Hairballs are hair that accumulates in the esophagus or stomach and is not digested there for the cat needs to vomit it up to get rid of it. Normally, any hair ingested by your cat will pass through the cat’s intestinal tract and is expelled in the litter box. Cats can vomit a hairball up every week or two.Hairballs are cylindrical in shape due to their trip up the narrow esophagus, but this differs from cat to cat. Hairballs can be up to five inches long and an inch thick but generally are only about an inch long.
What to do if your cat has Hairballs?
If your cat is frequently coughing/vomiting up hairballs you should definitely contact your veterinarian, but here are some treatments you can try if your cat is prone to this issue:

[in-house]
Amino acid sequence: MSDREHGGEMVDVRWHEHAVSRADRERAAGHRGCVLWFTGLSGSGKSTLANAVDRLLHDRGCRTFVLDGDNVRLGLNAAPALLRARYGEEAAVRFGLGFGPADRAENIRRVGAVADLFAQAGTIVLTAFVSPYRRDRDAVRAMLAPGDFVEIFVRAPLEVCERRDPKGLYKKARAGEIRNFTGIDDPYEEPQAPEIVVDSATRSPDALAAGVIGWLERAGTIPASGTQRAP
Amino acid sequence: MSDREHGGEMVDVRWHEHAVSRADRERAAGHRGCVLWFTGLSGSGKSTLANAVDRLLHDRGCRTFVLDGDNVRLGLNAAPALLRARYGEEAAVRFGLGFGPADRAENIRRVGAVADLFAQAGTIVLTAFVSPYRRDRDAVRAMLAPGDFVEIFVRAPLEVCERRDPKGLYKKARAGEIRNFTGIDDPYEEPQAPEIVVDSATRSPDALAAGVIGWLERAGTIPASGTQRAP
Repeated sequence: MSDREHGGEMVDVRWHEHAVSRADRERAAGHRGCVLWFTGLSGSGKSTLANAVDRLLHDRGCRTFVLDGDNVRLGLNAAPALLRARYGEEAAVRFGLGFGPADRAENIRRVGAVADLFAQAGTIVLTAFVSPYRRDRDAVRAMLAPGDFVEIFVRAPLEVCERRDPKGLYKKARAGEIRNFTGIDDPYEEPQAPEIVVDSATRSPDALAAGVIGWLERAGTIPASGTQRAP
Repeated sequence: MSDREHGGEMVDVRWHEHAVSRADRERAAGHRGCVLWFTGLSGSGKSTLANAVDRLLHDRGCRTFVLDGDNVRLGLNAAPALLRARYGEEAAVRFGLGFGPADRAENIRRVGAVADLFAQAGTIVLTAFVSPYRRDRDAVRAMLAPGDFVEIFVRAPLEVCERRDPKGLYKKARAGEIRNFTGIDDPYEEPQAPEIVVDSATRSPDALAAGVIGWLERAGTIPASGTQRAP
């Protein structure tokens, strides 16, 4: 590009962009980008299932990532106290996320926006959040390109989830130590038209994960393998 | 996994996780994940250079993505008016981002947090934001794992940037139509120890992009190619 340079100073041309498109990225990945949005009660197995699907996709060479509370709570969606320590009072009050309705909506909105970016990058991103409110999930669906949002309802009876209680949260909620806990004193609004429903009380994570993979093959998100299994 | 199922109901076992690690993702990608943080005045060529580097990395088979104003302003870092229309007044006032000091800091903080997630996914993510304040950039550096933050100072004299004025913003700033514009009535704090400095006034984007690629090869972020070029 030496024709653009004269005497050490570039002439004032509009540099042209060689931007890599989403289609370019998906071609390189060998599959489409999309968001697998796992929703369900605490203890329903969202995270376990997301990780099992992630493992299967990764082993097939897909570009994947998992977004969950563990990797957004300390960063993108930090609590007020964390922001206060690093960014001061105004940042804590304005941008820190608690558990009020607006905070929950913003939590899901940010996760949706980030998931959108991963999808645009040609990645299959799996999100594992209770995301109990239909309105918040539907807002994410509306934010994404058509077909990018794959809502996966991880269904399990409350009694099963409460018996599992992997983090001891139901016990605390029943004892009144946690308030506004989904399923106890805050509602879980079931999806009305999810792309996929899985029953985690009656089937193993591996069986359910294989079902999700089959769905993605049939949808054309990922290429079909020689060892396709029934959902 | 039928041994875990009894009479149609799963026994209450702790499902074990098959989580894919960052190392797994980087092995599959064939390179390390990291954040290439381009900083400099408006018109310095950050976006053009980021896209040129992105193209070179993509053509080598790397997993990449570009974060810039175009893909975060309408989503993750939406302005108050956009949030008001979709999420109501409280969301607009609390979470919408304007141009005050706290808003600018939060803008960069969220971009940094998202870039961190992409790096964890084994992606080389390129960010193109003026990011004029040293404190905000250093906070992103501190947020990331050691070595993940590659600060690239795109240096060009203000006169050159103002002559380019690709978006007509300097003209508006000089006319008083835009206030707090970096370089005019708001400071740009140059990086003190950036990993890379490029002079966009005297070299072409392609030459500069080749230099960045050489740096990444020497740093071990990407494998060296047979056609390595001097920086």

- Prescription diets: you should speak to you veterinarian about options for food additives or prescription food if your cat has difficulty expelling hairballs.
- Laxatone: this is an oral gel that helps with hairballs to pass through the cat’s GI tract.
- Over the counter hairball diet: Royal Canin Adult Hairball Care and Hills Science Diet Feline Hairball Adult Mature 7+ are a few over the counter diets that are high in fiber and help keep the GI motility normal and help control hairballs in cats.
Signs of when hairballs become a serious problem
Hairballs that become lodged in a cat’s digestive system cause intestinal blockage. These are some symptoms to be aware of when it comes to serious hairball problems:
- Lack of appetite
- Swollen abdomen
- Frequent dry hacking
- Lethargy or lack of interest in playing
- Constipation, diarrhea or conversely
- Overly matted fur - a cat with hairballs may lose interest in self grooming